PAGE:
Magazine article Artforum International

Kahn Man: Rhonda Lieberman on Nathaniel Kahn's My Architect

Magazine article Artforum International

Kahn Man: Rhonda Lieberman on Nathaniel Kahn's My Architect

Article excerpt

We do not "own" the facts of our lives at all. This ownership passes out of our hands at birth, at the moment we are first observed.

--Janet Malcolm

LOUIS I. KAHN'S NOT-HUGE OEUVRE includes a disproportionate number of masterpieces: the Salk Institute, Yale's Center for British Art, the Kimbell Art Museum, the Phillips Exeter Academy library, Bangladesh's capitol. Modern buildings with the presence of ancient monuments, they exude the timeless, sacred quality that invites you to transcend--not to historicize.

When Kahn died suddenly in Penn Station in 1974, with illegible ID, the police were unable to identify the body for days. It turned out that this short, Jewish architectural titan had had three separate families simultaneously--all living within miles of each other in Philadelphia--that he'd been secretively visiting for years. He had a child with each "wife"--two daughters and a son, Nathaniel, whose documentary film My Architect: A Son's Journey opens nationally this month. A workaholic who lived at his Walnut Street office (napping on a little carpet when he got too tired), Kahn had his secretary field calls from the three women looking for him--when he wasn't schlepping across the world overseeing his far-flung, influential buildings, or across Philly from "family" to "family." An architectural nomad and a mystic ("unintegrated," my therapist would call him).

Eleven years old when his father died, Nathaniel Kahn first appears in his film reflected in the microfiche of his dad's obituary, which mentions the "real" wife, Esther, and "legitimate" daughter, Sue Ann, but not him. "The whole film is a parenthetical phrase to that obituary," said the fortyish, Yale educated filmmaker when we spoke on the phone. "This is the part they didn't say." Undertaken with the reverence of a son seeking to know his elusive progenitor, his journey is also, perhaps inadvertently, a stunningly literal "return of the repressed"--rewriting the Great Man's story from the point of view of someone close who had been edited out. In nearly every segment of My Architect, the filmmaker "outs" his dead dad's secrets to colleagues, clients, anyone who knew him, as he inserts himself into the "official story" that excluded him.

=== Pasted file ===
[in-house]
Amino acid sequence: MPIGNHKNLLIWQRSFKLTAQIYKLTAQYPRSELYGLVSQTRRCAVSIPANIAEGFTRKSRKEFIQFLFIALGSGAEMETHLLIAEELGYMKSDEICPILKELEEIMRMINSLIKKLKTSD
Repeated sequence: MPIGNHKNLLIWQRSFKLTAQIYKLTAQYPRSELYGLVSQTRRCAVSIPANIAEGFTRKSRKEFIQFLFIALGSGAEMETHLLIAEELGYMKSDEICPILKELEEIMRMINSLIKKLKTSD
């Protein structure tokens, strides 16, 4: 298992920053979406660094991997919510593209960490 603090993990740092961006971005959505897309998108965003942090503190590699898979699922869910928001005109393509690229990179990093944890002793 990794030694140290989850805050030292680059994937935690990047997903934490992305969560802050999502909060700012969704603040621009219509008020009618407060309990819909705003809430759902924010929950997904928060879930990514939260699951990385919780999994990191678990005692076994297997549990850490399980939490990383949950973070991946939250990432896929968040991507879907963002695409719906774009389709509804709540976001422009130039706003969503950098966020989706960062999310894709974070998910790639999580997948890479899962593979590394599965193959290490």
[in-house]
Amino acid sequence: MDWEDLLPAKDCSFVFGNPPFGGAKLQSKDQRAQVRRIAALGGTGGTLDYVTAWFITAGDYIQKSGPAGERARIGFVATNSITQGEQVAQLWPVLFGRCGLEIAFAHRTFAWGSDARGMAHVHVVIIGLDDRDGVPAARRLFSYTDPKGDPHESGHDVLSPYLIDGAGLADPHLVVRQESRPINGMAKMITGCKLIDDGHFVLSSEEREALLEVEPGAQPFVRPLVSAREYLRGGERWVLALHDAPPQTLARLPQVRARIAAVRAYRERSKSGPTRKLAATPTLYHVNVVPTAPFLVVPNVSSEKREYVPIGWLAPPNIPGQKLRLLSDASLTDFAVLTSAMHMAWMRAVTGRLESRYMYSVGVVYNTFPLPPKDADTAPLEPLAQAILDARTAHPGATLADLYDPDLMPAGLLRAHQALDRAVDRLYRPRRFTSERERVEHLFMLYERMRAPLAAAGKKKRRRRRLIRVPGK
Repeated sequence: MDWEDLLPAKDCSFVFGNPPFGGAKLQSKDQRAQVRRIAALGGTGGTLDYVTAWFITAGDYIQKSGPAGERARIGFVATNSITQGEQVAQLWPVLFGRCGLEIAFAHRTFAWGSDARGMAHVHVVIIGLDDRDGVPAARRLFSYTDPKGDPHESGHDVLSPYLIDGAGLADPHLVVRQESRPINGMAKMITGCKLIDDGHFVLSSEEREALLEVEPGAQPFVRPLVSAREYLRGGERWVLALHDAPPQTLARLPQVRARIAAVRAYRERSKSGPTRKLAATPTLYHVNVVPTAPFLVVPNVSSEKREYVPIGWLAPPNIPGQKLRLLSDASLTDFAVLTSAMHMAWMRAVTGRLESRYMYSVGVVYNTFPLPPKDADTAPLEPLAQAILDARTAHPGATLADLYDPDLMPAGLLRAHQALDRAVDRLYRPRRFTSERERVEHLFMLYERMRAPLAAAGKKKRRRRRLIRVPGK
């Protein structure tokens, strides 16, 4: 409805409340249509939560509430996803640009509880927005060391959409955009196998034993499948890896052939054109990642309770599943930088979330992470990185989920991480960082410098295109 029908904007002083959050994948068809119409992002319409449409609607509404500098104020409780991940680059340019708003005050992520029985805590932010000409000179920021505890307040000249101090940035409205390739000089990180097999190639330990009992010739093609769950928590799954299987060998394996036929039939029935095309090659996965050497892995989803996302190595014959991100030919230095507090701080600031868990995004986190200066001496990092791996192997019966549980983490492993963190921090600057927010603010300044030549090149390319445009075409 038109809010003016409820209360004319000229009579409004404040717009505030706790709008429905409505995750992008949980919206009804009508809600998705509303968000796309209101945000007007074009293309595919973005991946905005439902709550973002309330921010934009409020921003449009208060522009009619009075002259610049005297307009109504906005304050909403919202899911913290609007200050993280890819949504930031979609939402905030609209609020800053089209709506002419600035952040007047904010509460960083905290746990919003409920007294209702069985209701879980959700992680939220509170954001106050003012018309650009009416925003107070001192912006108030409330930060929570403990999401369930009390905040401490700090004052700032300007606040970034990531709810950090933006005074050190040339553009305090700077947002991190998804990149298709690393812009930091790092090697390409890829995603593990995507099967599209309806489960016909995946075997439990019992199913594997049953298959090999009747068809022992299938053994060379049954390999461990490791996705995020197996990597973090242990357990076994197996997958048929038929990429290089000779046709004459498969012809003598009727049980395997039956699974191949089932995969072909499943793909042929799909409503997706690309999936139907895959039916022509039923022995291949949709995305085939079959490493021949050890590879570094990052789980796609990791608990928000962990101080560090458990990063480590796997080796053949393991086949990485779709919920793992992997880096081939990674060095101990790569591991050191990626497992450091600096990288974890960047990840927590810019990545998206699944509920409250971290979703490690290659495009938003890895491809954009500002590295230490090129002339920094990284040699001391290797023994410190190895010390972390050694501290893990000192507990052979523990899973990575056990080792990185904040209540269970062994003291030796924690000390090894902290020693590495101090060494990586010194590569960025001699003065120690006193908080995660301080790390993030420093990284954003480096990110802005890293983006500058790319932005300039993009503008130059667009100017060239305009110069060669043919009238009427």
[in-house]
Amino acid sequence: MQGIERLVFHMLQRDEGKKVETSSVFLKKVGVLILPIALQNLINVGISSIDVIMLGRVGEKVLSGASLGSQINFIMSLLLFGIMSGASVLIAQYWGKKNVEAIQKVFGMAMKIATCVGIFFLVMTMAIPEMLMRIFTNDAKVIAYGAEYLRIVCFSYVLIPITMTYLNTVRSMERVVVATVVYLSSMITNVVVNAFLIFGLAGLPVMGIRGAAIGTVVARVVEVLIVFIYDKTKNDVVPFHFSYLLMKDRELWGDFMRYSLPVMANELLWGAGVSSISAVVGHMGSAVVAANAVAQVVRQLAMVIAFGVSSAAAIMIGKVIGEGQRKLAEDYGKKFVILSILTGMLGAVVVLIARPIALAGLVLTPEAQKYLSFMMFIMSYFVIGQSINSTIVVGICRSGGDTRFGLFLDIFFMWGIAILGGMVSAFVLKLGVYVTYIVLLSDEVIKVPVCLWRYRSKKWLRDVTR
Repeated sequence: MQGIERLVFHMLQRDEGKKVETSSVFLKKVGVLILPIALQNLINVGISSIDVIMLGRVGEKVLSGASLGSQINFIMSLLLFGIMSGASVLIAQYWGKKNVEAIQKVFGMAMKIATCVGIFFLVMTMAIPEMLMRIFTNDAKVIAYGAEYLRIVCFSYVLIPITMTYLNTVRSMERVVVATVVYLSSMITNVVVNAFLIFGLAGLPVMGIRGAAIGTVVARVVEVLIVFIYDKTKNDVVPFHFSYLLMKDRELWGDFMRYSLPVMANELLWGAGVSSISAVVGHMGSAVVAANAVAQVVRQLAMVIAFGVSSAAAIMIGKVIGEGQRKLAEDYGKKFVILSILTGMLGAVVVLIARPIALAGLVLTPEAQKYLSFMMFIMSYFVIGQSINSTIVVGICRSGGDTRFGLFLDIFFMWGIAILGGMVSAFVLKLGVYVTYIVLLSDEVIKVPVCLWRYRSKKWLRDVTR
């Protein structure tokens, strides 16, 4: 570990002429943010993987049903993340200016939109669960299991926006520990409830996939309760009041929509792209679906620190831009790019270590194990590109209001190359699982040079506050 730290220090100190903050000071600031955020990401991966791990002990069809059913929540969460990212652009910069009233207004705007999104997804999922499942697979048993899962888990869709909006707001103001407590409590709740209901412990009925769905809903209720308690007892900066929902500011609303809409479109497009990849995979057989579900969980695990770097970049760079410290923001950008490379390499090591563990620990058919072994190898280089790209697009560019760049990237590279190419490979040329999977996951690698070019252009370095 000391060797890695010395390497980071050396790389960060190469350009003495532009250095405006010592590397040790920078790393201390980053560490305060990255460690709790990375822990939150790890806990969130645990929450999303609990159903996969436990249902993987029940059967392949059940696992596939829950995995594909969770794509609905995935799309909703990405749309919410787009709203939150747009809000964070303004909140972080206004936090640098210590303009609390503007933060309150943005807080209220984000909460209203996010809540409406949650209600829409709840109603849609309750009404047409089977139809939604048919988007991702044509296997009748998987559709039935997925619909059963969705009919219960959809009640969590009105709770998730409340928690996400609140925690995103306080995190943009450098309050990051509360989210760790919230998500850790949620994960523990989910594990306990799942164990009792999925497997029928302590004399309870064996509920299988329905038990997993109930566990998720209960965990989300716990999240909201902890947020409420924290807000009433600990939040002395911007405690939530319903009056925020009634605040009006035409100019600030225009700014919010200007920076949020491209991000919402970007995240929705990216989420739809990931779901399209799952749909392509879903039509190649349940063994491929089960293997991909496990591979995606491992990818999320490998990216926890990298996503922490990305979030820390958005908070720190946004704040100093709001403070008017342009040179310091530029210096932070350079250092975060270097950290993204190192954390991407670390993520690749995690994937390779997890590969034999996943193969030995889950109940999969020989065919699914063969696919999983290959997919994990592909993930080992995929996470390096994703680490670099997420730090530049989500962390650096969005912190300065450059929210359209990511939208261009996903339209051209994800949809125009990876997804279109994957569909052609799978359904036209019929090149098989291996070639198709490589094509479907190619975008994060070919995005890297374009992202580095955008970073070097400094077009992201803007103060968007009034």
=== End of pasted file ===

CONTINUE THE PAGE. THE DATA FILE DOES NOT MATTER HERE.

If Kahn's oeuvre embodies timeless Beauty disconnected from messy life, his son's film seeks Truth by attempting to reconnect what his father compartmentalized. Like an analysand working over the family in absentia, the son envelops his father's Myth in history: "Film created the opportunity to have a dialogue with him, even though he's been dead for thirty years" is how he puts it.

Nathaniel combs the world for traces of his father, seeking out anyone (even Philly cabbies) who might have observed him. With a fetish for artifacts rivaling any art historian's, he tracks down Kahn's buildings, colleagues, clients, lovers, and stuff. As true to materials as his dad, no form of contact is too literal: He rollerblades on pater's plaza at the Salk Institute in La Jolla (to the sappy strains of "Long May You Run"), even palpates his neckties, as if to channel the dead. His personal journey faces all the quagmires of art history as he attempts to connect the Stuff with the Life. Not surprisingly, he's left with a deeper sense of mystery than ever. Since Kahn "left no physical evidence" in the house, he's a challenge for both curators and mourners. Nathaniel had long felt his dad "hadn't really died [and] was out there somewhere, living a parallel life."

Nathaniel returns to Yale--bastion of Old Boys, High Culture, and two Kahn art museums--to consult Professor Vincent Scully. Kindly disposed to the son's odyssey, Scully mythologizes Kahn into the Great Men/Great Works narrative of architecture (for which Scully is famous). With sweeping gestures, as if triggered by the plush British Art Center engulfing them, the urbane pedagogue customizes his hero discourse for Kahn, the (nonobservant) Jew: "In Jewish mysticism, G-d can only be known through his works; [so] the works of any Jewish architect might be the works of G-d. …

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